October 28th, 2010
03:01 AM ET
Add another potential problem to the list: A new study of Chinese factory workers suggests that very high levels of BPA exposure may decrease sperm count and contribute to other sperm-related problems in men.
The findings aren't surprising. BPA—which can be found in some baby bottles and water bottles, as well the linings of food and beverage cans—is known to be a so-called endocrine disruptor that functions "like a weak estrogen" and blocks male sex hormones (including testosterone), says the lead author of the study, De-Kun Li, M.D., a reproductive and perinatal epidemiologist at Kaiser Permanente's division of research, in Oakland, California.
Health.com: 4 things that mess with your hormones
"Human studies have been the missing link," Li says.
In the new study, which appears in the journal Fertility and Sterility, Li and his colleagues collected urine and semen samples from 218 factory workers, some of whom worked in facilities that make BPA or epoxy resin and were therefore regularly exposed to very high levels of the chemical.
Compared with men whose urine was BPA-free, those who had detectable levels of BPA were four times more likely to have a below-average sperm count, three times more likely to have fewer "live" sperm than average, and two times more likely to have below-average sperm quality (motility).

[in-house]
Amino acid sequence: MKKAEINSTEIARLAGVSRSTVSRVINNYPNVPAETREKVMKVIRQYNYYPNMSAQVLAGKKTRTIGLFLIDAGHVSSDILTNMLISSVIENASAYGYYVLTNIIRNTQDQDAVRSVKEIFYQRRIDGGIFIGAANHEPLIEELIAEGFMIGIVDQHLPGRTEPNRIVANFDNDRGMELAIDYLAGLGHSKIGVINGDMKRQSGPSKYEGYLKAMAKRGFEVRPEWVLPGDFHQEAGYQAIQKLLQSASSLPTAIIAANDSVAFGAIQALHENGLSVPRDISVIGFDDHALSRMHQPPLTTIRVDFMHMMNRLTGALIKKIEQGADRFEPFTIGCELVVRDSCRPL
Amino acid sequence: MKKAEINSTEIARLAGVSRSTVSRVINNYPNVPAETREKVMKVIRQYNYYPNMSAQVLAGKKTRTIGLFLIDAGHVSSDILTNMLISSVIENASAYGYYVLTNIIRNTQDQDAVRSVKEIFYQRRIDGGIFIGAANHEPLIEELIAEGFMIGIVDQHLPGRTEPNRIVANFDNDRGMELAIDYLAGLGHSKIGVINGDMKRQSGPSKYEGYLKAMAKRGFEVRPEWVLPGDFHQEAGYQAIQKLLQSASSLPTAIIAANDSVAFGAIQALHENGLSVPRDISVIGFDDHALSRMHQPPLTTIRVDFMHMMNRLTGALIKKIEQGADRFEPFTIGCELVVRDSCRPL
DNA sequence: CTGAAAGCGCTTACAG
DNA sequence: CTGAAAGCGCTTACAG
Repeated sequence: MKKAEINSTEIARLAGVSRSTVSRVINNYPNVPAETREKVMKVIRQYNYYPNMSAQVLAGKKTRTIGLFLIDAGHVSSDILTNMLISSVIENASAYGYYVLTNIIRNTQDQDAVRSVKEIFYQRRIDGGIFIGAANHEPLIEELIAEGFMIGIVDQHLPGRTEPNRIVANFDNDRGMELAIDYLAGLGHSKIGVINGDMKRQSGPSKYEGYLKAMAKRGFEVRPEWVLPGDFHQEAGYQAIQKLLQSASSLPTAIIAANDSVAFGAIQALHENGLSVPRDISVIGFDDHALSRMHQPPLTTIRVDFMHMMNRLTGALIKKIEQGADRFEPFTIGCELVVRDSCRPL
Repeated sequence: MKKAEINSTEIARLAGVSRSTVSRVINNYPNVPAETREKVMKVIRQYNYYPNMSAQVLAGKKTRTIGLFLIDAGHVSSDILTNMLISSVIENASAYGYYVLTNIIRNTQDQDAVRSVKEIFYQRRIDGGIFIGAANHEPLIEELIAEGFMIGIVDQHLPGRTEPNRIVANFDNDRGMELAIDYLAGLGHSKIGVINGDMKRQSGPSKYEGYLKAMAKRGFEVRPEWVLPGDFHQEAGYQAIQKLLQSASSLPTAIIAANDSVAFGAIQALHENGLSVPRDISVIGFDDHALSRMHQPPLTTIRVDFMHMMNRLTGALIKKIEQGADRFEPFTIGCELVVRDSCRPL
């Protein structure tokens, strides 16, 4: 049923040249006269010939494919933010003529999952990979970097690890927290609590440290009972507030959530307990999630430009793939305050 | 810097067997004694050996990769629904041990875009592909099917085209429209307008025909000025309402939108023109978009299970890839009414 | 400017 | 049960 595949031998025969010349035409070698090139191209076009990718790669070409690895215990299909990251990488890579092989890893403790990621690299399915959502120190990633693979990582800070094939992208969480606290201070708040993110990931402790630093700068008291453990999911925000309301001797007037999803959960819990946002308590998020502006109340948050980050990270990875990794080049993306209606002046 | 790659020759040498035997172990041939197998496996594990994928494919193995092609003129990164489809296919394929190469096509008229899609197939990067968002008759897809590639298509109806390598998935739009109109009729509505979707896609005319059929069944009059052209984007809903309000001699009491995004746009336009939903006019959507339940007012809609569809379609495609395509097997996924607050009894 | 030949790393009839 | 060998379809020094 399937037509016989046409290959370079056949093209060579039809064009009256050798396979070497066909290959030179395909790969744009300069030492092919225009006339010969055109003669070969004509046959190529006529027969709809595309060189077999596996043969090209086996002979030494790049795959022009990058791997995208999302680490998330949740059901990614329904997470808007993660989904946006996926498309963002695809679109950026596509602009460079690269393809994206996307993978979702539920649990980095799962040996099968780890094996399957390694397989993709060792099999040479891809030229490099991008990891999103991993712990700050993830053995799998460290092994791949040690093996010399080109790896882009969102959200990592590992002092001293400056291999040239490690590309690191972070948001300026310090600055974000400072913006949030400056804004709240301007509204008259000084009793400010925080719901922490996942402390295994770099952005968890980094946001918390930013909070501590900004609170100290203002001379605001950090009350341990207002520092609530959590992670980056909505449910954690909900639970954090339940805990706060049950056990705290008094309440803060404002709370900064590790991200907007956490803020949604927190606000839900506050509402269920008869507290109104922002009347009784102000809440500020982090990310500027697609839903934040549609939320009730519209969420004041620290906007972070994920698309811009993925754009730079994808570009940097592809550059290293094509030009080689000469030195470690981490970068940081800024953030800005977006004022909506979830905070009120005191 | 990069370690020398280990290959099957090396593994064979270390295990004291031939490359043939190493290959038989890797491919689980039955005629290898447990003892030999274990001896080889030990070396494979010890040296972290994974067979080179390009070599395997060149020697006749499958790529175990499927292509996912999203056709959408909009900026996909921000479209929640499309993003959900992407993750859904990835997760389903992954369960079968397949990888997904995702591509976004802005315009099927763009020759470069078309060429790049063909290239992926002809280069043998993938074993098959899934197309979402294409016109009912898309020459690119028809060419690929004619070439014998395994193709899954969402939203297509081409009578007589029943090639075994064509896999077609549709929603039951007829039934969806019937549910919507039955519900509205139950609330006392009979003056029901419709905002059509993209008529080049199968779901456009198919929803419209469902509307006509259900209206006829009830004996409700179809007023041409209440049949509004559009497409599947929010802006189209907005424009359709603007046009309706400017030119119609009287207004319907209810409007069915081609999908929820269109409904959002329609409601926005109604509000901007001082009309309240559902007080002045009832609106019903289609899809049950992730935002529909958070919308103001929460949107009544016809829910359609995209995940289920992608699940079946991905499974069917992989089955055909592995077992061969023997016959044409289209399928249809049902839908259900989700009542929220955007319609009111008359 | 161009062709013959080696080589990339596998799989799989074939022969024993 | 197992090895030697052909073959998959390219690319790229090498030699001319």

In previous studies conducted in the same population, Li's team found a similar association between BPA exposure and erectile dysfunction, among other sexual problems.
Health.com: Study links BPA in plastics to erectile dysfunction
The findings don't prove cause and effect, however, and it's not clear how relevant they are for men in the U.S. who aren't exposed to unusually high levels of BPA. Although the researchers did find a connection between BPA levels and sperm problems in men who were exposed to BPA only in the general environment (rather than the workplace), it's possible that the study population differs from the U.S. population in key ways.
Still, the study seems likely to serve as ammunition for advocates and public health officials who favor restrictions on BPA.
Health.com: 12 ways to remove (and avoid) toxics in your home and body
From around the web
About this blog
Get a behind-the-scenes look at the latest stories from CNN Chief Medical Correspondent, Dr. Sanjay Gupta, Senior Medical Correspondent Elizabeth Cohen and the CNN Medical Unit producers. They'll share news and views on health and medical trends - info that will help you take better care of yourself and the people you love.